Is this blog a “science blog”? If not, what is it?

Warning: mostly navel-gazing, albeit with some thoughts about SciComm and the openness of science.

I didn’t know much about the blogosphere before Scientist Sees Squirrel was born. Turns out maybe I still don’t, since I’m asking the rather obvious question in the title of this post.

So is Scientist Sees Squirrel a “science blog”?  Well, it’s about science (inasmuch as it’s about anything), so in that sense, surely the answer should be “yes”.  But I’ve just read Science Blogging: The Essential Guide, and according to that book, the answer is pretty clearly “no”.  This surprised me a little, but it also crystallized something I’d been wondering rather vaguely about anyway: what is, and what should be, my audience here?

science-bloggingFirst, the book*.  I was quite excited to discover it, as I very much enjoy writing Scientist Sees Squirrel but I’m also well aware that I still have a lot to learn about blogging.  I’m not sure I got a lot out of Science Blogging, though.  That’s not a dismissal of the book – not at all.  In fact, I wish it had existed when I started blogging; it would have helped me greatly in conceptualizing and creating Scientist Sees Squirrel. The book’s subtitle is almost perfectly descriptive: it may not be an “essential guide” (nothing is), but it’s an excellent “guide to the essentials”.  Its 26 chapters cover things like benefits (and costs) of blogging, mechanics of setting up a blog on the web, finding and using license-appropriate images, building an audience, and blogging about controversial topics.  There are a few surprises, too; I didn’t expect chapters on the ethics of blogging, on personal storytelling, and on blogging as a tool to diversify science (these unexpected chapters were the ones I learned the most from).  Most of the chapters are short and breezy, making the book an easy and very helpful read for someone deciding whether to start a blog, or what that blog should look like.  The same brevity (which makes a few chapters seem a bit superficial), I think, makes the book less useful for an established blogger.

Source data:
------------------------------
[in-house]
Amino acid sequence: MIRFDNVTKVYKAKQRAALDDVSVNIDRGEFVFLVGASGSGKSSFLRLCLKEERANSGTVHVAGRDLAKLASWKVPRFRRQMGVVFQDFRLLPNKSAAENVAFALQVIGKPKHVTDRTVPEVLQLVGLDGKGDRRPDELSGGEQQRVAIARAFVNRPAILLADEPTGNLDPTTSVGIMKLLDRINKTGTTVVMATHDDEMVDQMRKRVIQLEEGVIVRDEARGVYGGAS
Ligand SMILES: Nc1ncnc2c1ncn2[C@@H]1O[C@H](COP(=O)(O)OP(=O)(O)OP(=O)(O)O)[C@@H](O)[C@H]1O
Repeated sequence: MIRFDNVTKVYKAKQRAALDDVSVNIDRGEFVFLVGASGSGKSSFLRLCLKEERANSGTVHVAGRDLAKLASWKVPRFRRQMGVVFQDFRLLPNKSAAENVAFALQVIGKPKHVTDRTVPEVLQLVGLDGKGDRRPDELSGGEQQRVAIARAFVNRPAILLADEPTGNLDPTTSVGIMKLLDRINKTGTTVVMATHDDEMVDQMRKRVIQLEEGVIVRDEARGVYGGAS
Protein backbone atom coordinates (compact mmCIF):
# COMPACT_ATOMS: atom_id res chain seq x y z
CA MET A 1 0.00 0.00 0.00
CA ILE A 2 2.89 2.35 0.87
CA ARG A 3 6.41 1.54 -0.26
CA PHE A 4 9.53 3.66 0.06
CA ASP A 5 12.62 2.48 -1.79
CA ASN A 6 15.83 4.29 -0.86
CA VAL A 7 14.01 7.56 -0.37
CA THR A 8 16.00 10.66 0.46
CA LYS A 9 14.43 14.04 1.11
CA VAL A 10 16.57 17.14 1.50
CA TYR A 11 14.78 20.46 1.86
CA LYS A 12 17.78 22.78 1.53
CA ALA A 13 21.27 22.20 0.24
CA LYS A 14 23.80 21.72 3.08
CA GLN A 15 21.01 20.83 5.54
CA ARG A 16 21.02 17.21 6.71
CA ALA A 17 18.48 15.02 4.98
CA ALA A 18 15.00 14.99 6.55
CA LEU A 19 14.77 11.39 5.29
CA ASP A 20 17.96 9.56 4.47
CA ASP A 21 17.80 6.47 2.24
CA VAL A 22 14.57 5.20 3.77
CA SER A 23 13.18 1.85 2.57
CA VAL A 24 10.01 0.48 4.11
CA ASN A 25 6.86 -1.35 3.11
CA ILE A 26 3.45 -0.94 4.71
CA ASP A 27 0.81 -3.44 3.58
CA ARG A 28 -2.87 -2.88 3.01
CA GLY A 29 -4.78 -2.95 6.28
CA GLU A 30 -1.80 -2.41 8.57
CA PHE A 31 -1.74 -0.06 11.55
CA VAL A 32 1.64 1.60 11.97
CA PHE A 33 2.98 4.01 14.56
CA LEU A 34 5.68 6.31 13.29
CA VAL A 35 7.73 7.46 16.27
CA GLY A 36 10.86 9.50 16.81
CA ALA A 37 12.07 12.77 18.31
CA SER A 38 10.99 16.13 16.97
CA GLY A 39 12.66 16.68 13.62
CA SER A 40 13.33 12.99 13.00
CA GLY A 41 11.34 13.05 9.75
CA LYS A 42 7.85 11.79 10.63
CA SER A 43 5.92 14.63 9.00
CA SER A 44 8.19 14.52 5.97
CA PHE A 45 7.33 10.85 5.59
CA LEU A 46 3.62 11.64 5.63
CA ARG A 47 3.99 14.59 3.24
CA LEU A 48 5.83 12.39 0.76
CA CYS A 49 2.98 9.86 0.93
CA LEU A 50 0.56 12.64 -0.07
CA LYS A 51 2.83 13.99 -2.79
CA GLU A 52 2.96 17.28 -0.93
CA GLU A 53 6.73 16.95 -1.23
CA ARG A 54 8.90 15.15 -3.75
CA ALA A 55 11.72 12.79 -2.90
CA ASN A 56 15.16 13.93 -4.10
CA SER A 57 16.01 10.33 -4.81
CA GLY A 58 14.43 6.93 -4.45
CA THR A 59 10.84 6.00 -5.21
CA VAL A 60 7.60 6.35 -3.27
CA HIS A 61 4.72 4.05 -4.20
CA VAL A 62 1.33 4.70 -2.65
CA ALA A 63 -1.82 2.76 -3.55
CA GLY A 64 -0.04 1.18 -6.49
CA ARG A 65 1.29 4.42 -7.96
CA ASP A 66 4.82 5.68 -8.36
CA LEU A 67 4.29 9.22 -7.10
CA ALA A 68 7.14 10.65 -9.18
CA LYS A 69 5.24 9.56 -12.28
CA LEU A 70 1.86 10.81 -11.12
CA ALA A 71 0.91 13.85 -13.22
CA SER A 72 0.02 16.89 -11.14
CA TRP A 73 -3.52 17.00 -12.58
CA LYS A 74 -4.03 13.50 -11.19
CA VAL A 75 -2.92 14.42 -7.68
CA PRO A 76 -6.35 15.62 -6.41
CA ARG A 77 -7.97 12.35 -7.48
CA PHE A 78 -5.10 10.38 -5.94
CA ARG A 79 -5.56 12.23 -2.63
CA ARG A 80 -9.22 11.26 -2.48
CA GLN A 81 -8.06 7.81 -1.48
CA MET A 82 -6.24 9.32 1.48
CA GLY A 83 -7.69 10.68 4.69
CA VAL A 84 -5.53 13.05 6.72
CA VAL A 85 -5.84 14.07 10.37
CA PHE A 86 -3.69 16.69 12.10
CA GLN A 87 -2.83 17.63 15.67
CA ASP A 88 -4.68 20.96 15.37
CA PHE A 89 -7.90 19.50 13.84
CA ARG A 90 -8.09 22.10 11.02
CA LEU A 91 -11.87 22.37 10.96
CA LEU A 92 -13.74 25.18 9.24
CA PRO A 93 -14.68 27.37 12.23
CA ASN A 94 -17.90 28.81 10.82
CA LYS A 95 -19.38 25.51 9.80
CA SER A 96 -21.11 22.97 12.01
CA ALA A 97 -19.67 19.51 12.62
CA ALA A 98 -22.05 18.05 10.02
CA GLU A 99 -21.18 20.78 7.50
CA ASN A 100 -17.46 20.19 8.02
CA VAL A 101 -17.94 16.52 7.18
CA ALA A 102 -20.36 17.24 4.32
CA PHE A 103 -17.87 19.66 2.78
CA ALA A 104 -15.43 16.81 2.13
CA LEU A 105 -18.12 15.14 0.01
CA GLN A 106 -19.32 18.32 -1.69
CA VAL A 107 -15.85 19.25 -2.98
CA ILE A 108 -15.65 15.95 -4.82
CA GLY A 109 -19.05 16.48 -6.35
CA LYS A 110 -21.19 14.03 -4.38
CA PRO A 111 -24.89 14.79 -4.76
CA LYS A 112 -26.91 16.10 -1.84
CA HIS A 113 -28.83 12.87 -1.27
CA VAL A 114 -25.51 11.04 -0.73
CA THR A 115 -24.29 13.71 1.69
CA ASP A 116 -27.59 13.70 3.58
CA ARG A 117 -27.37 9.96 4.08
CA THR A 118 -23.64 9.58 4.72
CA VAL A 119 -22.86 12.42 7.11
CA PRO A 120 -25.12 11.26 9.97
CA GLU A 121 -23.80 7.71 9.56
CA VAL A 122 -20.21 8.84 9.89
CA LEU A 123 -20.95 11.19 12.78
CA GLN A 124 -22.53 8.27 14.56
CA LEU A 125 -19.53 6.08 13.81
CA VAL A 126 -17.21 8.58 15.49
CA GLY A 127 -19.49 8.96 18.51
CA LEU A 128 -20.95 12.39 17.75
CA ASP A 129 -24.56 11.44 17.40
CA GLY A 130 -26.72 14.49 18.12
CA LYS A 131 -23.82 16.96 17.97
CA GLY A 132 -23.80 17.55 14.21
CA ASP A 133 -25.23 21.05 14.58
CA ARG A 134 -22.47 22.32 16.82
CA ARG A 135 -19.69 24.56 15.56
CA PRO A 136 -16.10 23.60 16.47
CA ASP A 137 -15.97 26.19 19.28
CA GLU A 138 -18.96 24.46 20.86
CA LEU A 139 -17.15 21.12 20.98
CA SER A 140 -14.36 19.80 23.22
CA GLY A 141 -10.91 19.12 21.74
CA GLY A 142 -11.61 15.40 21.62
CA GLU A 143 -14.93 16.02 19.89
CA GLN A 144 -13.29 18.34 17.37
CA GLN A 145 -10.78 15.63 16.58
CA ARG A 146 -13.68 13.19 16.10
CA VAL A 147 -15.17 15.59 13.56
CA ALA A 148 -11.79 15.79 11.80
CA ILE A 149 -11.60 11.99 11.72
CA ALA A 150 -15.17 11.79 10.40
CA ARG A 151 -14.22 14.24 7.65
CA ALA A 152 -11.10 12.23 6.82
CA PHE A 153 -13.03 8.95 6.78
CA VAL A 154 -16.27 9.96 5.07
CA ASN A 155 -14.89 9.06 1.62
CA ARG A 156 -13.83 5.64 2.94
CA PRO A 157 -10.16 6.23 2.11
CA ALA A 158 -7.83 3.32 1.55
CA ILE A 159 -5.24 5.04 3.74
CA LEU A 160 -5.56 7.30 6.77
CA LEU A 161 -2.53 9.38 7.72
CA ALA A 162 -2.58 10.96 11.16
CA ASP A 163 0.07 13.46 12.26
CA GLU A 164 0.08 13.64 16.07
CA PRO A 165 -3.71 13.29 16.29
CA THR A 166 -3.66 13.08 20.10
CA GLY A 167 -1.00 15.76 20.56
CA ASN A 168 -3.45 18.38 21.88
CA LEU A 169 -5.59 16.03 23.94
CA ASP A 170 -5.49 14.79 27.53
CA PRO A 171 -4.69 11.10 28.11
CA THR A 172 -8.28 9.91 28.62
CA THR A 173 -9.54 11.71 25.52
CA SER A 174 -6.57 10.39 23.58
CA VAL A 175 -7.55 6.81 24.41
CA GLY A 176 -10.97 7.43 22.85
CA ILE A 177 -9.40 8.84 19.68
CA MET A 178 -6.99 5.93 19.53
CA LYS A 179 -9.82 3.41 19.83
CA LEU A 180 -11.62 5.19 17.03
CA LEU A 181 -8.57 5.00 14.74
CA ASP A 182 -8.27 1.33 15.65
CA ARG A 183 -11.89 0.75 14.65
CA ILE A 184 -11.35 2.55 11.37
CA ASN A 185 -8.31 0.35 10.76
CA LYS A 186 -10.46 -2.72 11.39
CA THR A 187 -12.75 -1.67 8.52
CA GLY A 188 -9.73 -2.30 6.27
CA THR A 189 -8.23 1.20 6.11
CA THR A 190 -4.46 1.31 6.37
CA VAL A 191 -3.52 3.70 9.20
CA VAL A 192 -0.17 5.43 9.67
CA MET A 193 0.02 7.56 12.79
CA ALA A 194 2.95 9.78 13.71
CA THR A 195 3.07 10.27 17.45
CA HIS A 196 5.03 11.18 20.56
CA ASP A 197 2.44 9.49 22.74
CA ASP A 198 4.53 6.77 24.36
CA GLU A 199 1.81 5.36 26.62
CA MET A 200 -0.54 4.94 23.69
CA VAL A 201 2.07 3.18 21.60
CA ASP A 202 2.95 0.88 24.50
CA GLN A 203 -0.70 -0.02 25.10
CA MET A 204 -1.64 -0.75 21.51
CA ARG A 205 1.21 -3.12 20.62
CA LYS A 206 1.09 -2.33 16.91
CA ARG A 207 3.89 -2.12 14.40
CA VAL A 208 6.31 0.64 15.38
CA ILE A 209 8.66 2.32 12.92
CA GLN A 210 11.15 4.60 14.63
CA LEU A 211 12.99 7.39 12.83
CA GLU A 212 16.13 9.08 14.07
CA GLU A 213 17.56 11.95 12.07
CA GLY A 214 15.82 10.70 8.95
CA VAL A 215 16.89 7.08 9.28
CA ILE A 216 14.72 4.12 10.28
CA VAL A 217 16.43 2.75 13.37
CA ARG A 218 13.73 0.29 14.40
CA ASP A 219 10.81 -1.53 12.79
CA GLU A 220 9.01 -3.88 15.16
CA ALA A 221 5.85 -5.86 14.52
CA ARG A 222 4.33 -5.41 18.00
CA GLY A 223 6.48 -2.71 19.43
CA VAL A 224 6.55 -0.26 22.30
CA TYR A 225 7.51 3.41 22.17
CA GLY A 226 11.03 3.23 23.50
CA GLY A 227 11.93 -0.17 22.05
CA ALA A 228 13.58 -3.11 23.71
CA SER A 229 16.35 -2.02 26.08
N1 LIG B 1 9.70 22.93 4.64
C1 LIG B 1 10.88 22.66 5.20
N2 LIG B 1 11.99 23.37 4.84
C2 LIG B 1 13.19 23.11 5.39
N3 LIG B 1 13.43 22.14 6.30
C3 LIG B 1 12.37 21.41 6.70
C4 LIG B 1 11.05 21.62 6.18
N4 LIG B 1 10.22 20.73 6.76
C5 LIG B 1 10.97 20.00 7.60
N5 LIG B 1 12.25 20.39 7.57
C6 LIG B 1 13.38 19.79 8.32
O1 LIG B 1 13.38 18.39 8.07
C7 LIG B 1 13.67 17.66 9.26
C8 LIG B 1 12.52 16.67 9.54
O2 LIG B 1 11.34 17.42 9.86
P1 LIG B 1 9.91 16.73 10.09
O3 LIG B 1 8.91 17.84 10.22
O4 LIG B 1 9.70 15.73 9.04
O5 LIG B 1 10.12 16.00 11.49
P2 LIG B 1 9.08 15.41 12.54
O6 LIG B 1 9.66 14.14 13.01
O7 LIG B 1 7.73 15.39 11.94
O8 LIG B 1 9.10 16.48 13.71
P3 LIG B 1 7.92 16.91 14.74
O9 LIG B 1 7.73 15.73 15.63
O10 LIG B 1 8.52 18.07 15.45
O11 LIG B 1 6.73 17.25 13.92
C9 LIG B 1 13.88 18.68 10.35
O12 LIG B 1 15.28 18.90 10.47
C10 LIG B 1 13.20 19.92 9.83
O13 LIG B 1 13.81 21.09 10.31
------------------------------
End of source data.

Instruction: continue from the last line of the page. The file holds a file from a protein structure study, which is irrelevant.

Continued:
But back to my question.  Is Scientist Sees Squirrel a “science blog”? Not according to Science Blogging.  Oddly, the book never defines “science blog” explicitly, but the implicit definition is very clear: a science blog is one that communicates science to non-scientists (thereby doing “SciComm”).  That’s not my primary goal for Scientist Sees Squirrel, although I do have two series of posts that fall into the SciComm category.  The first is a series I write for the newsletter of my local Botanic Garden; I post them here incidentally, licensed for re-use by anyone who would like to do so. The second is my series on “Latin”, or scientific, names of organisms – especially my Wonderful Latin Names posts (which could be read, I think, equally well by scientists and non-scientists). These two series make up a small minority of posts on Scientist Sees Squirrel, and an even smaller minority of page views**.  Most of what I write is intended to interest scientists, and has to do with the community and process of science: writing, publishing, speaking, statistics, teaching, the nature of the university, wrong turns, the thrill of discovery, and so on.  So, I guess Scientist Sees Squirrel is a science-community blog, rather than a science blog, if it has to be one or the other***.

The science-blog/science-community-blog distinction raises an interesting question, to which I don’t have an easy answer.  How much should our science-community discussion be open (written with the intent that it’s read by non-scientists too) – and how much can it be?  On the one hand, I completely understand if some of my more technical posts aren’t of much interest to non-scientists.  Maybe that just reflects how I chose to write them, but I don’t think that’s entirely so; instead, there are issues of interest to scientists that may just be intrinsically uninteresting to anyone not in the field.  On the other hand, though, I worry about society thinking of science, and scientists, as somehow standing apart.  The more we talk primarily to ourselves, the more we foster the impression that we’re secretive, or cabalist, or inaccessible. Is this unfair? Absolutely – nobody worries if lawyers have law blogs written for other lawyers, or theologians have theology blogs written for other theologians.  And I don’t want to overstate the issue; only the rabid fringe of the paranoid right actually thinks global warming (for example) is a conspiracy****.  Surely it’s entirely appropriate for some of our communication, as scientists, to be aimed at each other.